image                       = "${data.aws_caller_identity.current.account_id}.dkr.ecr.${var.aws_region}.amazonaws.com/build-images:latest"
    type                        = "LINUX_CONTAINER"
    image_pull_credentials_type = "CODEBUILD"
    privileged_mode             = true
  }

  source {
    type      = "CODEPIPELINE"
    buildspec = data.template_file.codebuild_buildspec.rendered
  }
}

Let’s go through what we’ve just created. We start with a build spec file (which we’ll look at next) that will tell CodeBuild what to do. Next, we create the CodeBuild project itself. We define it to be part of a CodePipeline pipeline (this affects how CodeBuild expects to receive artefacts), we provide an S3 bucket where items can be cached temporarily, then we define where our script will run.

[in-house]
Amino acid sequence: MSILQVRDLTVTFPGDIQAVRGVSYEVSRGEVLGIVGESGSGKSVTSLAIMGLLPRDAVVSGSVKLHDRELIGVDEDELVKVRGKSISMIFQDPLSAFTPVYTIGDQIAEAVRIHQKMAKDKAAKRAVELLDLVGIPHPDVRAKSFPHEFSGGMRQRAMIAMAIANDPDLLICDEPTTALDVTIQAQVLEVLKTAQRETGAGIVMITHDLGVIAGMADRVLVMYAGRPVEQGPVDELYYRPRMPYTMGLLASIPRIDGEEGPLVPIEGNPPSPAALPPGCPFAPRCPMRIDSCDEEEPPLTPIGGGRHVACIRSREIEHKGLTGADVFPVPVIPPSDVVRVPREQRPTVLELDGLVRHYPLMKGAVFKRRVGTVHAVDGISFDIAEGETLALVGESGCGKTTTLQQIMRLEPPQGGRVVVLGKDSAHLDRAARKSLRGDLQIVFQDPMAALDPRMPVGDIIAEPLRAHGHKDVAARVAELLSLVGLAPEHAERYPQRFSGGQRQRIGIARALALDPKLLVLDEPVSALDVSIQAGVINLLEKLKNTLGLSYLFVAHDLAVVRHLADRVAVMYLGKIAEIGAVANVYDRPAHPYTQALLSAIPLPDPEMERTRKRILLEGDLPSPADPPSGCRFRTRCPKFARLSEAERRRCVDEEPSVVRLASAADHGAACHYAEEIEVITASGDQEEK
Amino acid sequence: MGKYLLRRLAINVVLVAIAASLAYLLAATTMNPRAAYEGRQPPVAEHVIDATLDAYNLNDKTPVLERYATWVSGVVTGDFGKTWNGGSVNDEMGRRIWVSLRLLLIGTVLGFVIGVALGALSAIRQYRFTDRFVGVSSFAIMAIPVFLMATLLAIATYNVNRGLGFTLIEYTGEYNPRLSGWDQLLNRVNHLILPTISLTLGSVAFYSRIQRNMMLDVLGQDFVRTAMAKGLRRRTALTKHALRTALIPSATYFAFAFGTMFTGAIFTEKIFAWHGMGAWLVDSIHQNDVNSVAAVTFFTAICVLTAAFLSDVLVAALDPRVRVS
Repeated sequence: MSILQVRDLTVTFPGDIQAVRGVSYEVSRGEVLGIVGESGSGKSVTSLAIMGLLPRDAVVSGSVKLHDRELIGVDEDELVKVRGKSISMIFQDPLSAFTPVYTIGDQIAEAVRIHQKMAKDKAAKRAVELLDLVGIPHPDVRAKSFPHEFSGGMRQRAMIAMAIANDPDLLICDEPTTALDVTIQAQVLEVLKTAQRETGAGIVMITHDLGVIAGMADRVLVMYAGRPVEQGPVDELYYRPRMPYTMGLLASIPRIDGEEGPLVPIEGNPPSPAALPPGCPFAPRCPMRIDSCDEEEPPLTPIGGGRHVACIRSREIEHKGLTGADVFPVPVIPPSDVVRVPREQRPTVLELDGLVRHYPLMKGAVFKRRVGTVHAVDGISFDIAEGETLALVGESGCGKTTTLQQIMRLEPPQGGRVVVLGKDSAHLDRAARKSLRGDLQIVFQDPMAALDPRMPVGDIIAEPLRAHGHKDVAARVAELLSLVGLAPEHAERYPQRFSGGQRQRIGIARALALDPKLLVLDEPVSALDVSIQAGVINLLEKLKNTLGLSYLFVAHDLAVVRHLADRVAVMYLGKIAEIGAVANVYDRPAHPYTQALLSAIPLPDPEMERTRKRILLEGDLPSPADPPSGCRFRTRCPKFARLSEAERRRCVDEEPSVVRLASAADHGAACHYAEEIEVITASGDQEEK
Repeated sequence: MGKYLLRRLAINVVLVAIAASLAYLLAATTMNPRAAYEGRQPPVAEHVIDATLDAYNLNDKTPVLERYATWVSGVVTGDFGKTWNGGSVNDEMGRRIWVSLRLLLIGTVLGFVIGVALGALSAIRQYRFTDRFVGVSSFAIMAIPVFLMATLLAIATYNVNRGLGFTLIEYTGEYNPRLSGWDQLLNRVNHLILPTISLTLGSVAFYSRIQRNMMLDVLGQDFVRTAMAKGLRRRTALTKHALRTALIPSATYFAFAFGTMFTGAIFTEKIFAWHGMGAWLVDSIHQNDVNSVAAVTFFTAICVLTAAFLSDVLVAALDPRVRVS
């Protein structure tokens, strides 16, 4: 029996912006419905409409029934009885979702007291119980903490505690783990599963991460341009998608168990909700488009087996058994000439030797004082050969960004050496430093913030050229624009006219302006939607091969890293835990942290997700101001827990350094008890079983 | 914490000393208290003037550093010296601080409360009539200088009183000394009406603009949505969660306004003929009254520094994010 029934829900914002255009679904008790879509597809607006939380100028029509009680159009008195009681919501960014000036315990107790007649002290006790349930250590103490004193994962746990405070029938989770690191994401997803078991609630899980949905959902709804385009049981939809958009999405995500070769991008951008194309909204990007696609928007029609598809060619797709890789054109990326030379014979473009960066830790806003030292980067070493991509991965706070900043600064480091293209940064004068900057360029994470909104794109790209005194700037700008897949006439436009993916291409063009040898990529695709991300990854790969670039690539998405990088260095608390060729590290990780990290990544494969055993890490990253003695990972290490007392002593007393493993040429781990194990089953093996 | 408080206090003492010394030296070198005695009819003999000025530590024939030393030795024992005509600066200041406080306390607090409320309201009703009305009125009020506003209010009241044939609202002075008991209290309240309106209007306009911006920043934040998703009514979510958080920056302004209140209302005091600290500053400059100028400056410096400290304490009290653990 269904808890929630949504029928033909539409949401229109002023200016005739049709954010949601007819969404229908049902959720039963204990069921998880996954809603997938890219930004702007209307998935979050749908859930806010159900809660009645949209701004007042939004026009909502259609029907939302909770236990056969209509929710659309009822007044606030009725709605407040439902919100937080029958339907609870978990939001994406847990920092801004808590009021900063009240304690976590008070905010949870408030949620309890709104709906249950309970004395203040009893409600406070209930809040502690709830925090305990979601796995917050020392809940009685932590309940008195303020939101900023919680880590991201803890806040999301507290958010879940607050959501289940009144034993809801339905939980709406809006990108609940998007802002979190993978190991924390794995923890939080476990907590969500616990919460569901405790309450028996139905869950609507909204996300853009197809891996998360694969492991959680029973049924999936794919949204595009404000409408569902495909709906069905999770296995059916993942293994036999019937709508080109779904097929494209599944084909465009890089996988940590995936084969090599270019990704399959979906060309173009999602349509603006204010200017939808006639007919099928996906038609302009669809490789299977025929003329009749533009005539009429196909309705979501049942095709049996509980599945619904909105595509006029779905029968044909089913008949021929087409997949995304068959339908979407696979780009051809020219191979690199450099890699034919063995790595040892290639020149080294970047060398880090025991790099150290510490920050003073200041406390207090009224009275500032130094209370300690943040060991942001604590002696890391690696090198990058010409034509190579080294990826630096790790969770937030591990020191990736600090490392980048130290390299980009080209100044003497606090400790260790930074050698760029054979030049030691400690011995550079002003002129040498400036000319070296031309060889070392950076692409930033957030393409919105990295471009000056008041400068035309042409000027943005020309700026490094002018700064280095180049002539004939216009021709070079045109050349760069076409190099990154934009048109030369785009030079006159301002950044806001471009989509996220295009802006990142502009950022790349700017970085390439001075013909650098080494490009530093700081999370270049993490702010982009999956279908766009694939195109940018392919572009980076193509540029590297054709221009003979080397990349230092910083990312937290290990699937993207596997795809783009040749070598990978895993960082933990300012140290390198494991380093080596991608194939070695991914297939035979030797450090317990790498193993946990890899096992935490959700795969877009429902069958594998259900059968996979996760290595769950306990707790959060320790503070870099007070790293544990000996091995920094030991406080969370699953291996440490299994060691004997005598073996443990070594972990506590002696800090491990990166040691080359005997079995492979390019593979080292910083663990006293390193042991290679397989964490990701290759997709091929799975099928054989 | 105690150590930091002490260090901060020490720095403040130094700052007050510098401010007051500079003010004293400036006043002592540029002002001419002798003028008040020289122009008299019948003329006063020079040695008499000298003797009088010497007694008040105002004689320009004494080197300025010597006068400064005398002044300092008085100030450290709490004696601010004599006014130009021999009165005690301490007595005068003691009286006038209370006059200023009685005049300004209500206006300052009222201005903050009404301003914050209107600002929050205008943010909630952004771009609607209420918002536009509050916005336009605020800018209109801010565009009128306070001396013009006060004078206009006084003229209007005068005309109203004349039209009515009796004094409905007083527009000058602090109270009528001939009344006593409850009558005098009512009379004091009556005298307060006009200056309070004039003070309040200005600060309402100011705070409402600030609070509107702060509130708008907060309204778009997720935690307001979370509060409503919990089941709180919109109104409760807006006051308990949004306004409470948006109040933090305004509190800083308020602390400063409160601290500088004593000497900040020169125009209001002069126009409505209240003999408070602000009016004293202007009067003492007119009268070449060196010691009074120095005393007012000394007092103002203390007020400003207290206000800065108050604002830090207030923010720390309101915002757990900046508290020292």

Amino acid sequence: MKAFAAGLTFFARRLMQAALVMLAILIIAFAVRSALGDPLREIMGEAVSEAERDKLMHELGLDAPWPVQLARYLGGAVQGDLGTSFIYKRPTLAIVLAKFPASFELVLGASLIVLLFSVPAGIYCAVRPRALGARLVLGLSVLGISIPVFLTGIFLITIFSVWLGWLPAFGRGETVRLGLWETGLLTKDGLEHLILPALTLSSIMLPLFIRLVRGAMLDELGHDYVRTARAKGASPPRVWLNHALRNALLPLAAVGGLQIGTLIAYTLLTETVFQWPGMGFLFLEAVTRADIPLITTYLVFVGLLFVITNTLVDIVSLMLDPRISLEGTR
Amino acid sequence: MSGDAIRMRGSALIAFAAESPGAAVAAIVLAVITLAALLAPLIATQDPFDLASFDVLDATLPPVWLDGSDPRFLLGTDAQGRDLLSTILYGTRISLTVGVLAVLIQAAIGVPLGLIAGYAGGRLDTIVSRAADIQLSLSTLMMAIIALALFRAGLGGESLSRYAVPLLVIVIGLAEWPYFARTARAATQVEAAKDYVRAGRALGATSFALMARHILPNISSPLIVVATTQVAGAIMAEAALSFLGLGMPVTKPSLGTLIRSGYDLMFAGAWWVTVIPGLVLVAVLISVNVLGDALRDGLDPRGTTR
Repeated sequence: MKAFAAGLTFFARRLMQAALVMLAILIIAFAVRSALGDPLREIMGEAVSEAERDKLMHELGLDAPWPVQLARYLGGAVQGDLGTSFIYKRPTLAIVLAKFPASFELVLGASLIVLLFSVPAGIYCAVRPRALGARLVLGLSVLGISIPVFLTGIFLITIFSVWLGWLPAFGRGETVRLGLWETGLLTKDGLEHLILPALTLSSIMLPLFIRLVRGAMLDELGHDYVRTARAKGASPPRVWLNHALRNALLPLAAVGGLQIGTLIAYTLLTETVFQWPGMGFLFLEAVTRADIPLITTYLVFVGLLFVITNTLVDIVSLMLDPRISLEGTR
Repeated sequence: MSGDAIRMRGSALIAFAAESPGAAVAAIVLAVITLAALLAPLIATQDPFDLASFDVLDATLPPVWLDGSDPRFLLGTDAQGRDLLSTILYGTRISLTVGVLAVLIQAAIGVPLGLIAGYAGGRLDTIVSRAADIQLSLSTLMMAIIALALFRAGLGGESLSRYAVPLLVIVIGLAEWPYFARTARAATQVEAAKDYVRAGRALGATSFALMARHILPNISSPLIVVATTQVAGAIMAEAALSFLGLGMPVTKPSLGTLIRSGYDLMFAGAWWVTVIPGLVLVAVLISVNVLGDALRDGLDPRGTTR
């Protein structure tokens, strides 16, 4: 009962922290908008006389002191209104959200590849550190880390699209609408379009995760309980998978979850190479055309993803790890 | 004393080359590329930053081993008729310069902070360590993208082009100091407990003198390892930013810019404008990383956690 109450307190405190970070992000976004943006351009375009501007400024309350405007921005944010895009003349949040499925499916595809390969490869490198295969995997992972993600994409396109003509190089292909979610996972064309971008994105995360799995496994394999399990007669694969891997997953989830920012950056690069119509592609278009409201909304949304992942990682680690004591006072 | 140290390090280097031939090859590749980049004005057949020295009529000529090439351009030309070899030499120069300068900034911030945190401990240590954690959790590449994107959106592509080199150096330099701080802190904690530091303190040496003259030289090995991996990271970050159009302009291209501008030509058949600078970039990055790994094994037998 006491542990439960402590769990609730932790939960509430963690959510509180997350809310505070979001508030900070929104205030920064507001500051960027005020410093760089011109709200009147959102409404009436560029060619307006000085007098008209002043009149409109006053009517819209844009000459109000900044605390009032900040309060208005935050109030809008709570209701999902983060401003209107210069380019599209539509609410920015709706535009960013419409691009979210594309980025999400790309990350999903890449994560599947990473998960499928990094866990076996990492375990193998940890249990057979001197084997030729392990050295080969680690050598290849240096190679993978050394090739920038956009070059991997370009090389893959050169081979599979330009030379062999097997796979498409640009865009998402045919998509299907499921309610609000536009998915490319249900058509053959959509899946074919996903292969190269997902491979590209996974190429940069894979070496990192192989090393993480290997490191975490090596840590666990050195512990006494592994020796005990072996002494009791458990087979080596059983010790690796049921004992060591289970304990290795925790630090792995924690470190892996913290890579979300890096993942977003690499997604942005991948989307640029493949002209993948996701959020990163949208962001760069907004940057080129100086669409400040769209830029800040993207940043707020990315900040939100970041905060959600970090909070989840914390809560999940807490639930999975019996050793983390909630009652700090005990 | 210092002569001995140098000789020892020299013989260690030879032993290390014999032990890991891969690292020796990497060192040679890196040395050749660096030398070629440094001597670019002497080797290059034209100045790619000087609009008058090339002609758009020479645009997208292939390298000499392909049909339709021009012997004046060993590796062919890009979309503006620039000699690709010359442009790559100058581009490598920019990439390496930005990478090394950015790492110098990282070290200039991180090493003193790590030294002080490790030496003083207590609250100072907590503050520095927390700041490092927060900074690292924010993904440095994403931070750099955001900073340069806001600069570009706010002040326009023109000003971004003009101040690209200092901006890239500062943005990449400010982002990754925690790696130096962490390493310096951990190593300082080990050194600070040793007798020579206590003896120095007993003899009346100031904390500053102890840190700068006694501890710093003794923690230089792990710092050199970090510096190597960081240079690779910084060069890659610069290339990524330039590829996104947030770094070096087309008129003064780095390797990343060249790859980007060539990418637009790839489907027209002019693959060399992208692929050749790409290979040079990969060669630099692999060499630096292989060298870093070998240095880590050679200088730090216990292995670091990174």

In our case, we go with a small general-purpose Linux build machine running a custom-built build image. Our build image is based on the freely-available docker-dind image (available from https://hub.docker.com/_/docker) with a few more tools added in (notably Docker Compose since that’s what we use to create our images). This is a Docker image that allows us to build more Docker images inside it by including the Docker server.

Finally, we include the build spec file. Let’s take a look at that.

version: 0.2

phases:
  pre_build:
    commands:
      - echo Pre-build started on `date`
      - echo Setting environment variables for CodeClimate...
      - export CI_NAME="AWS CodeBuild"